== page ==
Chairman Jerome Powell said during a testimony of the US House Financial Services Committee on Wednesday that he views ‘payment stablecoins as a form of money’, contradicting current SEC chairman Gary Gensler.
Gensler vs Powell
His statements are in contradiction of SEC chairman Gary Gensler, who labelled Binance’s BUSD a security in a filing in February. The internal contradiction in US agencies requires resolution, but indicates that the US Federal government is potentially picking winners and losers in an effort to steer the growth trajectory of the nascent asset class.
Binance and the SEC struck a provisory agreement on June 15,which was accepted on June 19. BlackRock filed for a Spot Bitcoin ETF on June 15, which was quickly followed by the launch of EDX exchange – backed by institutional behemoths Charles Schwab, Fidelity and Citadel Securities (second only to BlackRock).
Powell acknowledges stablecoins
Federal Reserve chairman Jerome Powell gave a clear sign that stablecoins such as USD Tether and USDC are in the process of becoming legal tender, noting that a Federal role would be ‘appropriate’. The apparent change in tone on the cryptocurrency space shortly after the BlackRock ETF filing is certainly noteworthy; only once was an ETF filing from BlackRock rejected.
“We do see payment stablecoins as a form of money, and in all advanced economies, the ultimate source of credibility in money is the central bank,” the Fed chair said in a Wednesday testimony during the U.S. House Financial Services Committee’s semi-annual monetary policy meeting, noting, “We believe it would be appropriate to have quite a robust federal role.”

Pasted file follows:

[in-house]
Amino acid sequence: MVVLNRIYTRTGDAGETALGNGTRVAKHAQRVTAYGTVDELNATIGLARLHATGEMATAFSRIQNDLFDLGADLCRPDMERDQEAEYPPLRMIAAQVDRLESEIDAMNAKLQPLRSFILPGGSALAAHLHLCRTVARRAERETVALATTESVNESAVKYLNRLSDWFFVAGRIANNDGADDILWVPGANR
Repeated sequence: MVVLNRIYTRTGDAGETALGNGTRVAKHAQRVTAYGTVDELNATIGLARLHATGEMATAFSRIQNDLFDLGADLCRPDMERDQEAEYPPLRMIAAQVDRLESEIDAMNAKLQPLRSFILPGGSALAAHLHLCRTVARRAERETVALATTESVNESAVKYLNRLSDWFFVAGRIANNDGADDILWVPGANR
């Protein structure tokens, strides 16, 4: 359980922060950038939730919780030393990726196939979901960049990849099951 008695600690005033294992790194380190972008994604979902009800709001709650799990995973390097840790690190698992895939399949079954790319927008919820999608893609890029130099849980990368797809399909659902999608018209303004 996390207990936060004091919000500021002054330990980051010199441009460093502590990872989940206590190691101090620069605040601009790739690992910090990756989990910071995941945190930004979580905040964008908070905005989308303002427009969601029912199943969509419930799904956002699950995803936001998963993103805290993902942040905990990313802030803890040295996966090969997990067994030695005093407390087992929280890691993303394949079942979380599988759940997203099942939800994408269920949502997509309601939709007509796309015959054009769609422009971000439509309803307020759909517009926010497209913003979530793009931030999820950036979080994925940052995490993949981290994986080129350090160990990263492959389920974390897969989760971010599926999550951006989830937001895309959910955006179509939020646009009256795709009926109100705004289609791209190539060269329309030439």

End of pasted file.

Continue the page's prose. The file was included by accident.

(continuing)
The Chairman’s comments came in response to Rep. Maxine Waters, a committee member, who asked Powell for his reaction about a proposed stablecoin bill first launched by Republicans in April 2023. If passed, the law would create a legal framework for stablecoins in the United States.
Waters highlighted that stablecoins are a “new form of currency” that people have adopted as a preferred payment method, and questioned Powell as to whether he believes stablecoins will be under the purview of the Federal Reserve.
According to Powell, the “ultimate source of credibility in money is the central bank,” with the Federal Reserve playing a “robust federal role” in classifying the future of any form of money, including stablecoins. Not all are convinced of this ‘credibility’, however. Legendary investor Stanley Druckenmiller, a known Bitcoin bull, has bet against the US Dollar, saying that it has been “weaponised” against US adversaries on a global scale.
The FED chairman added: “leaving [the Fed] with a weak role in allowing a lot of private money creation at the state level would be a mistake”.
Notably, stablecoins are not decentralised cryptocurrencies like Bitcoin or Litecoin, but company-run fiat-pegged tokens built on various public blockchains such as Tron, Ethereum or Kava. The main stablecoins in use today are USD Tether (USDT), followed by USD Coin (USDC).
CBDC vs USDT
Contrary to proposed central bank digital currencies, which are opaque and do away with human rights, privatised stablecoins could fit within a regulatory framework. Through appropriate separation of powers and public company audits, a space appears to have opened for stablecoin usage. So far, USD Tether has made strides towards becoming more transparent by publishing assurances every quarter.
Tether has also supported the development of Bitcoin infrastructure, network security via mining, and nation-state adoption of Bitcoin as well as rolling out user-centric privacy apps and features such as Keet.io. On the other hand, the IMF and World Bank have pushed nations deeper into debt, bankrupting entire nations for decades with no end in sight.
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